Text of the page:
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3D, Camino-Placerville & Lake Tahoe "Shay" type steam locomotive No. #2, Travel Town, Griffith Park, Los Angeles, California, 2010.03.31 17:43

(PID:4465709377) Source
posted by alias Reverend Doctor Wizard d'Isney on Saturday 27th of March 2010 04:29:07 AM

[crosseye stereograph, see 3D with your right eye on the left image, and left on right.] My second break-out frame ever attempted. Normally, I am opposed to loosing any information in a picture. The purpose of my work is recording reference documents. I started by matching the pairs [see "How to Join Stereo Pairs".] To preserve the original stereo pair work, I duplicated the whole image layer and added an alpha channel to it, for trimming later. I added a pink layer, which would be discarded later, between them - that would provide contrasting background for the edge trimming to come. To create the first frame, I added a transparent layer in which I used the rectangle select tool to carefully position the centers of the first frame rails that would widen from as edges accumulated.. To simulate a guilded wood frame, I picked a pine wood pattern as a brush, clicked Edit|Stroke-selection at three pixels wide, which gave the center of the frame moulding. Then I used the select-by-color tool anywhere in the transparent area and inverted that selection to select the frame edges. I repeated those two select/stroke steps several times, thickening the frame with alternating solid color/patten brush, varying the width of the stroke and choosing progressively darker toward the edges. When I was satisfied with the frame appearance, I reduced its dimension with Layer|Autocrop-layer because it was a perfect rectangle to duplicate for the matching pair. If it was any other shape I could have selected transparent by color, inverted the selection to CTRL-C copy the frame, and then added a clear layer to paste the copy into. Either way it is important at this point to have the copy on a separate layer to slide around visually aligning the frame to draw the eye behind the locomotive. The right edge was most important in this shot, so I tried to "give clearance" as if the frame were touching the wheels of the obscured side. I wasn't concerned with the left edge, knowing that if such a giant gold frame around the real engine existed, the viewer would be able to "see around" it more with the right eye, and that would enhance the illusion of depth. Quickly, I checked horizontal alignment by zooming in to 800% aligning the bottom of the window to the edge of the frame, then dragging the bottom slider over to the other frame to use the move tool adjusting up/down so the frames are at identical heights relative to the window base. (a method used in the critical point of Joining Stereo Pairs.) The next step is a tough concept for the simplest results. There are two frames that cover both engines. But I want to make it appear that the engine is breaking out of the page, and the bars descending down over the boiler spoil that effect, so they must be removed. To do that most easily requires "flying blind", working on a layer you don't see. I clicked the layer of the offending guilded frame as the one to work on, then clicked off it's visibility, so I see only the engine. Zoom in to the stack. Using the free-select tool (lasso) I carefully set points along it's edge as if I were going to cut the smokestack away. When I was wider than the bar of the frame, I checked my work, and clicked the guilded frame layer item visibility, tap the deleted key and the frame now has a hole in it. Three more holes for the top and bottom cut-away of the frame leaves floating bars of frame that are easily removed with rectangle select. Now the top layers depicting the frames end at the visual limit of the object, giving the appearance that they disappear behind that object. Last step: trim away the background outside the frames. I selected the duplicate layer to work on, knowing that CTRL-Z (undo) is my friend and if I really mess up, the bottom layer is still in registration so I can select a matching piece to overlap a higher layer with a copy/paste and not have to worry about alignment. Having the "decoupage" layer (with alpha channel added) over the pink contrasting layer was a great help in the trim. I worked in small sections with the free-select tool and delete key, snipping away at the edge of the subject, then removing large chunks as we did with the guilded frame. Having pink show through to confirm the right places were deleted and nothing more is easier to me than the default grey checkerboard against this essentially black and white subject. The project took several hours. When I was done I saved it in three formats: 1) .xcf the native format that preserves transparencies and layers, so I could come back and make adjustments if needed. 2) .gif to preserve transparency, at the cost of color depth. For web pages with backgrounds other than white. 3) .jpg flattened with a white background for color depth at the cost of transparency. for web pages with white backgrounds. 3D, Camino-Placerville & Lake Tahoe "Shay" type steam locomotive #2, Travel Town, Griffith Park, Los Angeles, California, dsc00110, 2010.03.31 17.43, 34.154640, -118.308527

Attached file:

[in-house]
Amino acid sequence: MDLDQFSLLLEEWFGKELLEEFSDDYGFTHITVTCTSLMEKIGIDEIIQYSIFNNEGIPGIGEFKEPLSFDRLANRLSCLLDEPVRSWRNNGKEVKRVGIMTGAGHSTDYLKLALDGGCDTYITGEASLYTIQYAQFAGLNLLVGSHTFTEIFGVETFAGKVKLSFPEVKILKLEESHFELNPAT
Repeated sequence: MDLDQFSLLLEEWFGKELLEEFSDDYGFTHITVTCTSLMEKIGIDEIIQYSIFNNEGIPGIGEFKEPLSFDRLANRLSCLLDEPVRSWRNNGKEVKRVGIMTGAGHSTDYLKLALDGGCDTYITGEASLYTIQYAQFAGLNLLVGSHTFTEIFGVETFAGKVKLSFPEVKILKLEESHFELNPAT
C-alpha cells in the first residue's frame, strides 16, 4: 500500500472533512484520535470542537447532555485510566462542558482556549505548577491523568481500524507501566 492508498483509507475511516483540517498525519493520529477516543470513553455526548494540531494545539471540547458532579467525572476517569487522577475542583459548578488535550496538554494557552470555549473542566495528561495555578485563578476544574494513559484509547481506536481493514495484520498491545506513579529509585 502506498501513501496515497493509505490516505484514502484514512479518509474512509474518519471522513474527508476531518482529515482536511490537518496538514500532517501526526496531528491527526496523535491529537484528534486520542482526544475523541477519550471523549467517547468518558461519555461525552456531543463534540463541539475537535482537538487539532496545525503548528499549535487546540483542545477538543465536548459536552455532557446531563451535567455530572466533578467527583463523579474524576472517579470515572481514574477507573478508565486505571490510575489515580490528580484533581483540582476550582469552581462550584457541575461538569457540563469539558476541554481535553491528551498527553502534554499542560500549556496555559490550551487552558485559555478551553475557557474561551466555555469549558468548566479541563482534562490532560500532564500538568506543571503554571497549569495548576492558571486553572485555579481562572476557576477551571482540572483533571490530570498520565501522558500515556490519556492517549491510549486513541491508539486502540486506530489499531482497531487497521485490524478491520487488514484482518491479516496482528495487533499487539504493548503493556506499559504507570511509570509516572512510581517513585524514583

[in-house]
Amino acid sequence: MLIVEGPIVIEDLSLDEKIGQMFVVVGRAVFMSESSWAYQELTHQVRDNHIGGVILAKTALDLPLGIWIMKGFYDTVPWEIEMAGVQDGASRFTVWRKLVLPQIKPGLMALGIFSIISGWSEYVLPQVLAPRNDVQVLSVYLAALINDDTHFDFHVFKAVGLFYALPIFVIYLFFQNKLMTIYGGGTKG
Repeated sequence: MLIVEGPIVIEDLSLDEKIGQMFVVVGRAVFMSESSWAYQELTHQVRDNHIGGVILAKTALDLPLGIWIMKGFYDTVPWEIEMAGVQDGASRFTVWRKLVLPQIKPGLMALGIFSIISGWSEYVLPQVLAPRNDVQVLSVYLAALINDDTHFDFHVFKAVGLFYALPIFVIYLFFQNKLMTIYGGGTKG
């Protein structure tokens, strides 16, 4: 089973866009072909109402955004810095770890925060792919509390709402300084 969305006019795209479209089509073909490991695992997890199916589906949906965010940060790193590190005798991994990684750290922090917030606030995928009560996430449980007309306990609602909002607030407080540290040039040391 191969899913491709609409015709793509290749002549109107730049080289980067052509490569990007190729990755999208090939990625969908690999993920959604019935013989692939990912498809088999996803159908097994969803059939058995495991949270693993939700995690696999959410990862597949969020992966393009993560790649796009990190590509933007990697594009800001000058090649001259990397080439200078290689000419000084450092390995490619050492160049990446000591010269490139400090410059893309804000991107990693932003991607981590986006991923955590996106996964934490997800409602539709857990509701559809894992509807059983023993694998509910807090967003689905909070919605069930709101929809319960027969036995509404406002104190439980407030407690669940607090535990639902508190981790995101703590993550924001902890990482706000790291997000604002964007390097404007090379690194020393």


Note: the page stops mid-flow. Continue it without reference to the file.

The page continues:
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  • Published 12.03.22
  • Resolution 1024x413
  • Image type jpg
  • File Size 130252 byte.

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